In Borough of Merchantville v. Malik & Son, LLC (A-3745-11T4), decided on February 5, 2013 and approved for publication, the New Jersey Appellate Division affirmed that the condemning municipality was only required to conduct pre-complaint bona fide negotiations with the record owner of the property to be taken, and that therefore the municipality did not have to conduct negotiations with the assignee of a mortgagee which had obtained a final judgment of foreclosure.
In this case, the municipality had commenced a condemnation action to acquire a deteriorated 54 unit residential apartment complex for redevelopment purposes. Pursuant to N.J.S.A. 20:3-6 of the Eminent Domain Act of 1971, the municipality made an offer in writing on November 11, 2011, and at that time provided the record owner with a copy of the appraisal report upon which the municipality had based its offer of $270,000, along with an engineering facility assessment. In a letter dated November 23, 2011, the record owner rejected the offer, stating that it would be “in a position to discuss more reasonable compensation in an amount which would satisfy all liens and encumbrances on the property.” The record owner did not provide any specific information about the liens or encumbrances or their amounts, or information about any higher prior offer to purchase the property (including one from the designated redeveloper), and made no monetary counter-offer.
On the same day as the record owner had rejected the offer, the lienor advised the municipality that it was the real party in interest, having obtained an order of foreclosure on the property and with the expectation that the sheriff’s sale would be held shortly. The lienor further advised that the municipality’s offer was inconsistent with a prior offer made by the designated redeveloper. The lienor also pointed out that the court in the foreclosure action had noted that the owner would not be able to sell the property without the lienor’s approval. The municipality did not respond to the lienor and filed its complaint on December 5, 2011.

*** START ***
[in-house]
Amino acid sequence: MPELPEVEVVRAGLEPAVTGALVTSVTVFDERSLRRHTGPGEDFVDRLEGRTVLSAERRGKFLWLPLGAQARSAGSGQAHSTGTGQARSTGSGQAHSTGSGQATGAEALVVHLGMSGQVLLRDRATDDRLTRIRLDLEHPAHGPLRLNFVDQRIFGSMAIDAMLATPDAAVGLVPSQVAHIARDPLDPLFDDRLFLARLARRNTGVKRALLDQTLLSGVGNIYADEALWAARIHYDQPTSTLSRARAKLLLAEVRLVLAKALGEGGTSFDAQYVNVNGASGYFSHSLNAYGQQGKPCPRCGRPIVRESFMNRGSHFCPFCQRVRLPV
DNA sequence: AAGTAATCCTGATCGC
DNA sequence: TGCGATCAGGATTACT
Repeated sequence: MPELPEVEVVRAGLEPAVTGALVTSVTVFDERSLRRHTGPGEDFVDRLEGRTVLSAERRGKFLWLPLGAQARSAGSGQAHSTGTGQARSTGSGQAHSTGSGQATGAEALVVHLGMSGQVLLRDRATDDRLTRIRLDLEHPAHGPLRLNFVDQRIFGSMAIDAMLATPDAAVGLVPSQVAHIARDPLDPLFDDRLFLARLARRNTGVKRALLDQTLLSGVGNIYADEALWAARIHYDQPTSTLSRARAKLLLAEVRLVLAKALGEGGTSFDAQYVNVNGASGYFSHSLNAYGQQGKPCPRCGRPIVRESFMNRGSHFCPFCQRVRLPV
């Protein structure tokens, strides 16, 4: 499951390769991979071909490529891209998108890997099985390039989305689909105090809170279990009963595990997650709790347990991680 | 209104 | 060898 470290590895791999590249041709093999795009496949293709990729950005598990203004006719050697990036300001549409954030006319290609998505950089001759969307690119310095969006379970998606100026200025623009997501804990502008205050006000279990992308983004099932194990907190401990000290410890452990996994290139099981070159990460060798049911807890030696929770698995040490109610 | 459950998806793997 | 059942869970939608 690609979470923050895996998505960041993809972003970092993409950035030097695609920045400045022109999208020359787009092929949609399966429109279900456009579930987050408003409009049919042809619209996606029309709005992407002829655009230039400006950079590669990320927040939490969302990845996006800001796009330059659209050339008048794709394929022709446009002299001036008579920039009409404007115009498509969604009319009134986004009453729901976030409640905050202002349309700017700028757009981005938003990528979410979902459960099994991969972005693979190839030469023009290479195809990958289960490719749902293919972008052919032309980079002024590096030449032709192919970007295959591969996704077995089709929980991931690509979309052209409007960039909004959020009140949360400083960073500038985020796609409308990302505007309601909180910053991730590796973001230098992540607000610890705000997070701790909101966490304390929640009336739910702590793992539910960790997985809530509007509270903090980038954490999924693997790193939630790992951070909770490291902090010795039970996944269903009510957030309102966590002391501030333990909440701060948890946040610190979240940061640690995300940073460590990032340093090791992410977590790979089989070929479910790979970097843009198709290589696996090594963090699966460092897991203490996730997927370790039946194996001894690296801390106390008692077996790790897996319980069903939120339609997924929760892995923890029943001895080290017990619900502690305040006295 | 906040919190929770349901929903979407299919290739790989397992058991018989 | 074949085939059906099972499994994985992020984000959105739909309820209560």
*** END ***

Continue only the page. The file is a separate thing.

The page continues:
The lienor moved to dismiss the condemnation action. The trial court denied the motion, concluding that the municipality was only obligated to conduct pre-complaint bona fide negotiations with the record owner, which the municipality had done. The trial court determined that the record owner’s November 23, 2011 response was inadequate to warrant further negotiations or indicate that the property was worth more than the municipality’s offer, entered final judgment of proper exercise of eminent domain, and appointed commissioners to determine the value of the property.
On appeal by the lienor, the Appellate Division affirmed. Under N.J.S.A. 20:3-6, a condemnor is obligated to conduct pre-complaint bona fide negotiations with the record owner. The Appellate Division relied on City of Atlantic City v. Cynwyd Investments, 148 N.J. 55 (1997) that the holder of a 99 year lease was not entitled to negotiations with the condemnor, and distinguished Town of Kearny v. Disc. City of Old Bridge, Inc., 205 N.J. 386 (2011) that had determined that a condemnor did have to negotiate with the tenant, in the limited circumstance where only the tenancy was being acquired by condemnation. The Court acknowledged that the lienor would have the opportunity to participate in the valuation proceedings.
Simply put, the Appellate Division applied the plain language of the statute. The condemnor was obligated to negotiate with the record owner, and the lienor was not the record owner.
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